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TypeScript Released to Improve JavaScript Development

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Microsoft released TypeScript this week as part of its efforts to improve JavaScript application development. Their new language is a superset of the JavaScript specification that adds type checking and static code analysis while still generating native JavaScript. These features are intended to enable developers to more easily scale JavaScript for larger application development while benefiting from the improved tooling options type checking can provide. Existing JavaScript code can be used under TypeScript immediately and since the TypeScript compiler produces pure JavaScript it can be run on existing JavaScript capable platforms.

To provide the benefits of compile-time checking and IntelliSense to existing JavaScript libraries, developers use declare files which “... are a thin shim of type information describing the interfaces expected in the existing JavaScript.” TypeScript joins a field filled with numerous projects to either improve or replace JavaScript including CoffeeScript and Google's Dart:

CoffeeScript describes itself as “... an attempt to expose the good parts of JavaScript in a simple way.” Like TypeScript, CoffeeScript compiles to JavaScript and seeks to be a cleaner, dynamically typed language. Consequently it cannot support static analysis and is not designed to.

Google's Dart is also dynamically typed, but does offer optional static type annotations. Per Google, “Dart aims to be like JavaScript, but faster, more regular, and more scalable to large programs.” Dart code can be compiled to JavaScript or run directly in the Dart VM.

TypeScript is available under the Apache 2.0 open source license and the source code can be downloaded now from CodePlex. The TypeScript compiler and a Visual Studio compatible plugin can be downloaded from Microsoft. The included Visual Studio plug-in does support Visual Studio Express 2012 for Web. Alternatively, sample syntax files have been released by Microsoft for the Sublime Text, Emacs, and Vim editors.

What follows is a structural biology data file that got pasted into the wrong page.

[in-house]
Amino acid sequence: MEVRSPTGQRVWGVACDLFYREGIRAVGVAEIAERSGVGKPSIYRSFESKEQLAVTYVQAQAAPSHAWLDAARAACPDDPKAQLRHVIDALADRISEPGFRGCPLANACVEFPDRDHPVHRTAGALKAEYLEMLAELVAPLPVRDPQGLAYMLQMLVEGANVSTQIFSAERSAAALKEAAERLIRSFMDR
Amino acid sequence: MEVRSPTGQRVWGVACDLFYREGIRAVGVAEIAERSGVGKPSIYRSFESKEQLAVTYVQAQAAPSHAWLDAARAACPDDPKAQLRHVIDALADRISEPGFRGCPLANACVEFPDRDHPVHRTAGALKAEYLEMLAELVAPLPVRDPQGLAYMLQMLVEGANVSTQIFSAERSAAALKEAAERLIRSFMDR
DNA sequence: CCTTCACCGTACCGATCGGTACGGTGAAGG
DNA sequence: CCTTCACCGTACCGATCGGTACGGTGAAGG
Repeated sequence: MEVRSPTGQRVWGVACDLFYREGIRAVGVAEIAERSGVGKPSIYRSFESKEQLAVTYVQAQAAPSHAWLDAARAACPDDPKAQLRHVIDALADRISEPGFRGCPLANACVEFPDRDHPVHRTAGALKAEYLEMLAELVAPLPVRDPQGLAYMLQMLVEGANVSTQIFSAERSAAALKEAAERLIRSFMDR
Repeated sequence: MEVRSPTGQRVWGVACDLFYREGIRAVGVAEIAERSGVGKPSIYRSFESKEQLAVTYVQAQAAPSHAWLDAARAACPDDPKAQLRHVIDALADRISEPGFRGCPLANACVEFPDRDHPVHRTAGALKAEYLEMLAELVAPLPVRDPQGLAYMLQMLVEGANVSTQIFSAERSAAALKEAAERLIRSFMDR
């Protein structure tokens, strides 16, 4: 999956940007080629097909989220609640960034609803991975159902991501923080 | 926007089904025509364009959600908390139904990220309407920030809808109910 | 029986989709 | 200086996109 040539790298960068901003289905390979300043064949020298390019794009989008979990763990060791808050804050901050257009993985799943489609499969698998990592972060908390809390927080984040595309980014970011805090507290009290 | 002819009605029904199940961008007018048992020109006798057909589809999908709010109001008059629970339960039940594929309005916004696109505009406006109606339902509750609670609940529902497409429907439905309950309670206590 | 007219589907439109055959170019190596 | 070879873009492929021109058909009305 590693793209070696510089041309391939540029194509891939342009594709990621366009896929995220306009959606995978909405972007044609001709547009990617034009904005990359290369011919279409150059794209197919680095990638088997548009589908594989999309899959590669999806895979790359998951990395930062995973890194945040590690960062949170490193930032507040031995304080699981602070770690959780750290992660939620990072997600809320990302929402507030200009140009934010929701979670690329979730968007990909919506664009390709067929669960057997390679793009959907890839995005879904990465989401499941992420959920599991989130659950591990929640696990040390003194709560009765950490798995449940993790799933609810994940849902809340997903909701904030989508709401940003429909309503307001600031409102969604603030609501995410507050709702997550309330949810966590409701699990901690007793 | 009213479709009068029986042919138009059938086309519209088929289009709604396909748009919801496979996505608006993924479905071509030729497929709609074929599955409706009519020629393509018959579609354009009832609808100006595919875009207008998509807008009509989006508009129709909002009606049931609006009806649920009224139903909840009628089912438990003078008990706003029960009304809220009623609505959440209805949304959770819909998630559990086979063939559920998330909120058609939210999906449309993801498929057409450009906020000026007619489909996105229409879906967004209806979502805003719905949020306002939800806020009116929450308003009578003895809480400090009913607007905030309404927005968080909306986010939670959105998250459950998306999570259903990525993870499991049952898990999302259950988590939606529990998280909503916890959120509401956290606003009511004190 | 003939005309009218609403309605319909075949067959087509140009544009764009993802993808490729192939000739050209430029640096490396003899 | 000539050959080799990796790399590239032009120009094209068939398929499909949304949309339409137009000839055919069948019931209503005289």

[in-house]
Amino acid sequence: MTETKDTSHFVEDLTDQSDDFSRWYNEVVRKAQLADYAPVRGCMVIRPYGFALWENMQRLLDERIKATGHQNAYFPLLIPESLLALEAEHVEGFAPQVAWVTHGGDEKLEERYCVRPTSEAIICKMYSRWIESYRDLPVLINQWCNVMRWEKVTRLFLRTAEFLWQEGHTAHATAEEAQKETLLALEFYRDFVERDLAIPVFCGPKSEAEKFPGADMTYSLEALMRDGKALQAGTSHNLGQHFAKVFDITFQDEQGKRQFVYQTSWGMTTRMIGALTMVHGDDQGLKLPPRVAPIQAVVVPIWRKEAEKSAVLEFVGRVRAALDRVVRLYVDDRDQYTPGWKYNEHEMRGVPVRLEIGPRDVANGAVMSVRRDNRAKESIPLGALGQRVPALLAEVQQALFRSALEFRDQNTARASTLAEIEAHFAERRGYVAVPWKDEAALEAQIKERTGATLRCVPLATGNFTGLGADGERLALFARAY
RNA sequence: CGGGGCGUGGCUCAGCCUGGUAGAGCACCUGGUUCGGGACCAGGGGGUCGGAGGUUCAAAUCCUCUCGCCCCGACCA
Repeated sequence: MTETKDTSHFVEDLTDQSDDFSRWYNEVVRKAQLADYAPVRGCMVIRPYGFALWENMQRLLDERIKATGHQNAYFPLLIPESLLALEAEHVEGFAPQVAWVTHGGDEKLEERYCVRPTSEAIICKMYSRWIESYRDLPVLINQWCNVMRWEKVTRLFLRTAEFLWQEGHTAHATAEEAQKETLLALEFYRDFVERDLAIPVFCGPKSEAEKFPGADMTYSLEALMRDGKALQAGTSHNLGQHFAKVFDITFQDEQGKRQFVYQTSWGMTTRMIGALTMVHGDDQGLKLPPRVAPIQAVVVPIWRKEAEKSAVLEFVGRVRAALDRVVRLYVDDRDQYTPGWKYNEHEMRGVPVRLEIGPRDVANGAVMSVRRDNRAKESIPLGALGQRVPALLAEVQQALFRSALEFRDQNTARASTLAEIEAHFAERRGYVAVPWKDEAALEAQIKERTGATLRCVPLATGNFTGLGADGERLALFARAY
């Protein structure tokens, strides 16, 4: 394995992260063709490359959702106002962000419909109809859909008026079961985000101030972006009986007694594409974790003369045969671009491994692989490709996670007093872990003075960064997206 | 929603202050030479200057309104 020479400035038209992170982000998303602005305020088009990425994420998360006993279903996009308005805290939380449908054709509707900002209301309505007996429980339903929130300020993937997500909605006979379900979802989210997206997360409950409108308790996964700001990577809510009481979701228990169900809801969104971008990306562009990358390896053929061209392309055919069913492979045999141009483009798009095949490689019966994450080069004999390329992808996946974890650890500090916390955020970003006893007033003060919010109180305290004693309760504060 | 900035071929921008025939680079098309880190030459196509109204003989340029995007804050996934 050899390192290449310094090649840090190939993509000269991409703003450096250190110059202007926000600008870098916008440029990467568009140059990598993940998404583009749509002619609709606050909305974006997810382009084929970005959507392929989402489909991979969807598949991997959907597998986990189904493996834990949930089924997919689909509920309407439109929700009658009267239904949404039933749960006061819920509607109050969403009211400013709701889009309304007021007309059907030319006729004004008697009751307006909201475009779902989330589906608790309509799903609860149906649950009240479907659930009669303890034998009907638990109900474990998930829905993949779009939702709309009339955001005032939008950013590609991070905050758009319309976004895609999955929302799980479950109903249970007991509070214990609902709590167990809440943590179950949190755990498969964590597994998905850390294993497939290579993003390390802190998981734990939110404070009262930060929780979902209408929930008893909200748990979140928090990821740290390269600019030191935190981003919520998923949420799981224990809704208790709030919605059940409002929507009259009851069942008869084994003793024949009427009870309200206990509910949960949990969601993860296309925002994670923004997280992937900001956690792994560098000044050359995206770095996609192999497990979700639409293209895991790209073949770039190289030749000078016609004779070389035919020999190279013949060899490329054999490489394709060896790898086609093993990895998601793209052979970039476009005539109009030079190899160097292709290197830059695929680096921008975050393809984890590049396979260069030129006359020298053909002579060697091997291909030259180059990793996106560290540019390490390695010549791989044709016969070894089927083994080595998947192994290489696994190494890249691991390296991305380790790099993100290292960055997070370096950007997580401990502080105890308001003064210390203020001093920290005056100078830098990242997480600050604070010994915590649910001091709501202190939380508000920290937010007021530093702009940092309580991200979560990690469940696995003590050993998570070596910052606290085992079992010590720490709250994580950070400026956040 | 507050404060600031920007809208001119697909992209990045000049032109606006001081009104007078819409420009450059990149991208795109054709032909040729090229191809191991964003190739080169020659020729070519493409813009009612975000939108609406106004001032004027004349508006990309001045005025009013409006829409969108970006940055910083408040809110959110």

Mono's Miguel de Icaza noted that the Emacs plug-in does not currently compare to the features offered by Visual Studio, and so lacking IntelliSense it is “obnoxious to use”. The end result is that language currently favors the Windows development environment, although there is nothing that could prevent this from changing in the future.

Regarding the overall design of the language itself, de Icaza was generally positive. One difference he noted in comparison to Dart is that while TypeScript compiles exclusively to JavaScript, Dart can target its native VM providing the ability to use the “type information to optimize the quality of its] generated code”. This points to a difference in purpose: TypeScript can run anywhere JavaScript is supported, but the (less popular) Dart VM would be required to take advantage of those code optimizations.

For additional information on TypeScript, and a demo of the langauge, Anders Hejlsberg provides an introduction to the project on Microsoft's Channel 9.

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